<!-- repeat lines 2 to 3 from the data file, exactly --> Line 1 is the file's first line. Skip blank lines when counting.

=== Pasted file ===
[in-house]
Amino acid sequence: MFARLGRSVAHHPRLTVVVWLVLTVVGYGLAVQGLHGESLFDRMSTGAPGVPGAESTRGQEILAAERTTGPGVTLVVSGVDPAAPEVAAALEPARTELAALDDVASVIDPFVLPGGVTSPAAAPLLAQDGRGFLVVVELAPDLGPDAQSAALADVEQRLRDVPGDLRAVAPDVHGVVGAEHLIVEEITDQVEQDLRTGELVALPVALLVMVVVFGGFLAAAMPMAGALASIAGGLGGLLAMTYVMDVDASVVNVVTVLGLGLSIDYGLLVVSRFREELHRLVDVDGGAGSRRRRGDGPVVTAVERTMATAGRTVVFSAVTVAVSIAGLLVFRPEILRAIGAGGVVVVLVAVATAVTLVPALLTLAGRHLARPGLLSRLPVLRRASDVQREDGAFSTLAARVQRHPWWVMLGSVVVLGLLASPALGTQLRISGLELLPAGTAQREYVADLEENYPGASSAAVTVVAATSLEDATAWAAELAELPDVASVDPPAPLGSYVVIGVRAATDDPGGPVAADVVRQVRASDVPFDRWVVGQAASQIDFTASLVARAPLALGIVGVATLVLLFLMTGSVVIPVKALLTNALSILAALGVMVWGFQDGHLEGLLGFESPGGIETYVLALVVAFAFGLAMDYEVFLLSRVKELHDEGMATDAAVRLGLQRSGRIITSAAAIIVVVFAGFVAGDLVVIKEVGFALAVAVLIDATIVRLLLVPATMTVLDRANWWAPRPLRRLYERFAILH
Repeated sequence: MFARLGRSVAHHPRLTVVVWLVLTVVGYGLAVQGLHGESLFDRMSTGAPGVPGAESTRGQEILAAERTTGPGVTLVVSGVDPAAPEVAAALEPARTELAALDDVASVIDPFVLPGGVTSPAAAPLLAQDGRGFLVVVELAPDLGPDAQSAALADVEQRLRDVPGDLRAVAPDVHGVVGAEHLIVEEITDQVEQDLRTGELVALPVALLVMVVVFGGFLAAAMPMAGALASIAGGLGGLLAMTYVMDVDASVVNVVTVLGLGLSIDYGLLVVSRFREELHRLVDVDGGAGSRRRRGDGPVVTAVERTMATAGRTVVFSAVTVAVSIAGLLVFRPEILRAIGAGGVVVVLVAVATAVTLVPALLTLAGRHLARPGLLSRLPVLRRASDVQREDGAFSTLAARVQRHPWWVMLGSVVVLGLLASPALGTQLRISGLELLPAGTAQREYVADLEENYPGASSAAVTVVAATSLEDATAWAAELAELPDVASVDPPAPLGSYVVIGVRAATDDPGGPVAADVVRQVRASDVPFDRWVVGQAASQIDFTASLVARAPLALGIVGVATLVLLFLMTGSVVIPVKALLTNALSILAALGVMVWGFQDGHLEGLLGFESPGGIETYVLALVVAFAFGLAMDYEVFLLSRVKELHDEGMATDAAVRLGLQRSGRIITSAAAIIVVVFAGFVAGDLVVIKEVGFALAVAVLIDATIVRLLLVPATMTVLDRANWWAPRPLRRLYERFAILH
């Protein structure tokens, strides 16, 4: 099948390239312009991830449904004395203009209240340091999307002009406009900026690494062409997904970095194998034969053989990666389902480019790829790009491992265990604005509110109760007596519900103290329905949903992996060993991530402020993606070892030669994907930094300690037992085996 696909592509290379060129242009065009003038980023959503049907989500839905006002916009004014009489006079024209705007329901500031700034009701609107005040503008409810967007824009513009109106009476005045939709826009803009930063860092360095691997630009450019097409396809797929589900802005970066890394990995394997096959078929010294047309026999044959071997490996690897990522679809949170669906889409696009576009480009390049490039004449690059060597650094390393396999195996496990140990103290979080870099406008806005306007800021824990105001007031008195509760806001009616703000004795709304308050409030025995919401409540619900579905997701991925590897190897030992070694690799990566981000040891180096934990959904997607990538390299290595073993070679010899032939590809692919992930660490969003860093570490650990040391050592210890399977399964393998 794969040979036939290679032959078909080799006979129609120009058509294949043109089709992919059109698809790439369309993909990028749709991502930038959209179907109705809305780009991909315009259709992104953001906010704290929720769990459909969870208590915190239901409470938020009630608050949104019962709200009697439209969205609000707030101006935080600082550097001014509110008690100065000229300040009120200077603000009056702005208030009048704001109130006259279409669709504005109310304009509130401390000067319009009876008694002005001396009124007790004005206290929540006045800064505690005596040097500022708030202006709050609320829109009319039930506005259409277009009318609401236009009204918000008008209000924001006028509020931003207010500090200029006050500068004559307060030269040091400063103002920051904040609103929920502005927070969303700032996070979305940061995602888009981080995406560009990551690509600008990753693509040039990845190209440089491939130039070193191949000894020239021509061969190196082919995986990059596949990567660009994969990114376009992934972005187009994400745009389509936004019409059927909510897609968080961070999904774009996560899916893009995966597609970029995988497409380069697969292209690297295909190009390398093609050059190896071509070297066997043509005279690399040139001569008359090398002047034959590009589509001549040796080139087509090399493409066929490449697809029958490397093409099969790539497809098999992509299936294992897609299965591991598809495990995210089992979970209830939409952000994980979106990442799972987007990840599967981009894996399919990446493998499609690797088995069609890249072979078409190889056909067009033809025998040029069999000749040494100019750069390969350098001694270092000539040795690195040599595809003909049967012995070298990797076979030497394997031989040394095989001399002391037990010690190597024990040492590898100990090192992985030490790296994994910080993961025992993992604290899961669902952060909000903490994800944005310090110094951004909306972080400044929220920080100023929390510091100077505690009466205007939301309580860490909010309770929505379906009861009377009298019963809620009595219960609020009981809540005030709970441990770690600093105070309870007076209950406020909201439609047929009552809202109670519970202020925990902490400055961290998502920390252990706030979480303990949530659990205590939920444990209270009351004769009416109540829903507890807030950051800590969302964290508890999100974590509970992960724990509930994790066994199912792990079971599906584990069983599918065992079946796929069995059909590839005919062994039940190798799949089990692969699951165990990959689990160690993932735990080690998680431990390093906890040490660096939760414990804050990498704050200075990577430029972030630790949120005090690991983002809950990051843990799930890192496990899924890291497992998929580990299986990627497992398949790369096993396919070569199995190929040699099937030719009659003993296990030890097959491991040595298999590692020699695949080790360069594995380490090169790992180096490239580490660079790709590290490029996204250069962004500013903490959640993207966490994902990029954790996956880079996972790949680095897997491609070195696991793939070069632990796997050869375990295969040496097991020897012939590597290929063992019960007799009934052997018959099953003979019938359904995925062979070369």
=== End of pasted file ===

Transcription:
Amino acid sequence: MFARLGRSVAHHPRLTVVVWLVLTVVGYGLAVQGLHGESLFDRMSTGAPGVPGAESTRGQEILAAERTTGPGVTLVVSGVDPAAPEVAAALEPARTELAALDDVASVIDPFVLPGGVTSPAAAPLLAQDGRGFLVVVELAPDLGPDAQSAALADVEQRLRDVPGDLRAVAPDVHGVVGAEHLIVEEITDQVEQDLRTGELVALPVALLVMVVVFGGFLAAAMPMAGALASIAGGLGGLLAMTYVMDVDASVVNVVTVLGLGLSIDYGLLVVSRFREELHRLVDVDGGAGSRRRRGDGPVVTAVERTMATAGRTVVFSAVTVAVSIAGLLVFRPEILRAIGAGGVVVVLVAVATAVTLVPALLTLAGRHLARPGLLSRLPVLRRASDVQREDGAFSTLAARVQRHPWWVMLGSVVVLGLLASPALGTQLRISGLELLPAGTAQREYVADLEENYPGASSAAVTVVAATSLEDATAWAAELAELPDVASVDPPAPLGSYVVIGVRAATDDPGGPVAADVVRQVRASDVPFDRWVVGQAASQIDFTASLVARAPLALGIVGVATLVLLFLMTGSVVIPVKALLTNALSILAALGVMVWGFQDGHLEGLLGFESPGGIETYVLALVVAFAFGLAMDYEVFLLSRVKELHDEGMATDAAVRLGLQRSGRIITSAAAIIVVVFAGFVAGDLVVIKEVGFALAVAVLIDATIVRLLLVPATMTVLDRANWWAPRPLRRLYERFAILH
Repeated sequence: MFARLGRSVAHHPRLTVVVWLVLTVVGYGLAVQGLHGESLFDRMSTGAPGVPGAESTRGQEILAAERTTGPGVTLVVSGVDPAAPEVAAALEPARTELAALDDVASVIDPFVLPGGVTSPAAAPLLAQDGRGFLVVVELAPDLGPDAQSAALADVEQRLRDVPGDLRAVAPDVHGVVGAEHLIVEEITDQVEQDLRTGELVALPVALLVMVVVFGGFLAAAMPMAGALASIAGGLGGLLAMTYVMDVDASVVNVVTVLGLGLSIDYGLLVVSRFREELHRLVDVDGGAGSRRRRGDGPVVTAVERTMATAGRTVVFSAVTVAVSIAGLLVFRPEILRAIGAGGVVVVLVAVATAVTLVPALLTLAGRHLARPGLLSRLPVLRRASDVQREDGAFSTLAARVQRHPWWVMLGSVVVLGLLASPALGTQLRISGLELLPAGTAQREYVADLEENYPGASSAAVTVVAATSLEDATAWAAELAELPDVASVDPPAPLGSYVVIGVRAATDDPGGPVAADVVRQVRASDVPFDRWVVGQAASQIDFTASLVARAPLALGIVGVATLVLLFLMTGSVVIPVKALLTNALSILAALGVMVWGFQDGHLEGLLGFESPGGIETYVLALVVAFAFGLAMDYEVFLLSRVKELHDEGMATDAAVRLGLQRSGRIITSAAAIIVVVFAGFVAGDLVVIKEVGFALAVAVLIDATIVRLLLVPATMTVLDRANWWAPRPLRRLYERFAILH